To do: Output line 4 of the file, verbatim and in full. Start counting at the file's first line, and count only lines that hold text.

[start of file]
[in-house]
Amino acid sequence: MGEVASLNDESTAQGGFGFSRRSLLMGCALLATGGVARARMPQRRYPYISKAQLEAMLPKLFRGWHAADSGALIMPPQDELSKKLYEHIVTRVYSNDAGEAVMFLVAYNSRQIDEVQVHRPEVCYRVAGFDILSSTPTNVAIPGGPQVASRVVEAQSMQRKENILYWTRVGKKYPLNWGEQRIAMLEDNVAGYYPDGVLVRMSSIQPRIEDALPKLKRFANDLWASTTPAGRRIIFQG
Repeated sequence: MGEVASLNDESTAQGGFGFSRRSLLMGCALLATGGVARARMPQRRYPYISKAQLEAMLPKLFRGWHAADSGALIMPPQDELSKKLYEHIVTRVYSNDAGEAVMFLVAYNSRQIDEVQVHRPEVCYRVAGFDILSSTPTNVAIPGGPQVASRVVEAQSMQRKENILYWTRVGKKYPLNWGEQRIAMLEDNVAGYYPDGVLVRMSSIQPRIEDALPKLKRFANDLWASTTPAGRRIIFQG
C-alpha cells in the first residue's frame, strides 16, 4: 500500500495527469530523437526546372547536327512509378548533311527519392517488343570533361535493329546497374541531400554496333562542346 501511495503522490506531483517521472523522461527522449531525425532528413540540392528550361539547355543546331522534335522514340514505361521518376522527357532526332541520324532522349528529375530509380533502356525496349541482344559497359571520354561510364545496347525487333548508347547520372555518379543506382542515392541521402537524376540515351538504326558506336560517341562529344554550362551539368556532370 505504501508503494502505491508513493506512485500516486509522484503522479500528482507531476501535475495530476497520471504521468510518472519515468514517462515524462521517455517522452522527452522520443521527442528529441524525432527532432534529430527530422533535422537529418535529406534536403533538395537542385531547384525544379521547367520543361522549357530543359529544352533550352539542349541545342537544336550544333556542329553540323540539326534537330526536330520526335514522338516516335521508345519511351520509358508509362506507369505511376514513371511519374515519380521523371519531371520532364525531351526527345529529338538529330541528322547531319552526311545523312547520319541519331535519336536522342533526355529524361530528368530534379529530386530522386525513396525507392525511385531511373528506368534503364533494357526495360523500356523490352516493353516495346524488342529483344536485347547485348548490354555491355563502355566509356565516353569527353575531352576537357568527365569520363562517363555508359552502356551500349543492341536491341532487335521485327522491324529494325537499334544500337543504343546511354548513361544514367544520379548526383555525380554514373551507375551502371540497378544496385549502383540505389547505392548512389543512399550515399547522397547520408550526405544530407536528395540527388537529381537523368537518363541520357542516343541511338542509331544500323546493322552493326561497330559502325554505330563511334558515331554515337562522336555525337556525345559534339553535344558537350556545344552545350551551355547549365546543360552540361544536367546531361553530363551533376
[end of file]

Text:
C-alpha cells in the first residue's frame, strides 16, 4: 500500500495527469530523437526546372547536327512509378548533311527519392517488343570533361535493329546497374541531400554496333562542346 501511495503522490506531483517521472523522461527522449531525425532528413540540392528550361539547355543546331522534335522514340514505361521518376522527357532526332541520324532522349528529375530509380533502356525496349541482344559497359571520354561510364545496347525487333548508347547520372555518379543506382542515392541521402537524376540515351538504326558506336560517341562529344554550362551539368556532370 505504501508503494502505491508513493506512485500516486509522484503522479500528482507531476501535475495530476497520471504521468510518472519515468514517462515524462521517455517522452522527452522520443521527442528529441524525432527532432534529430527530422533535422537529418535529406534536403533538395537542385531547384525544379521547367520543361522549357530543359529544352533550352539542349541545342537544336550544333556542329553540323540539326534537330526536330520526335514522338516516335521508345519511351520509358508509362506507369505511376514513371511519374515519380521523371519531371520532364525531351526527345529529338538529330541528322547531319552526311545523312547520319541519331535519336536522342533526355529524361530528368530534379529530386530522386525513396525507392525511385531511373528506368534503364533494357526495360523500356523490352516493353516495346524488342529483344536485347547485348548490354555491355563502355566509356565516353569527353575531352576537357568527365569520363562517363555508359552502356551500349543492341536491341532487335521485327522491324529494325537499334544500337543504343546511354548513361544514367544520379548526383555525380554514373551507375551502371540497378544496385549502383540505389547505392548512389543512399550515399547522397547520408550526405544530407536528395540527388537529381537523368537518363541520357542516343541511338542509331544500323546493322552493326561497330559502325554505330563511334558515331554515337562522336555525337556525345559534339553535344558537350556545344552545350551551355547549365546543360552540361544536367546531361553530363551533376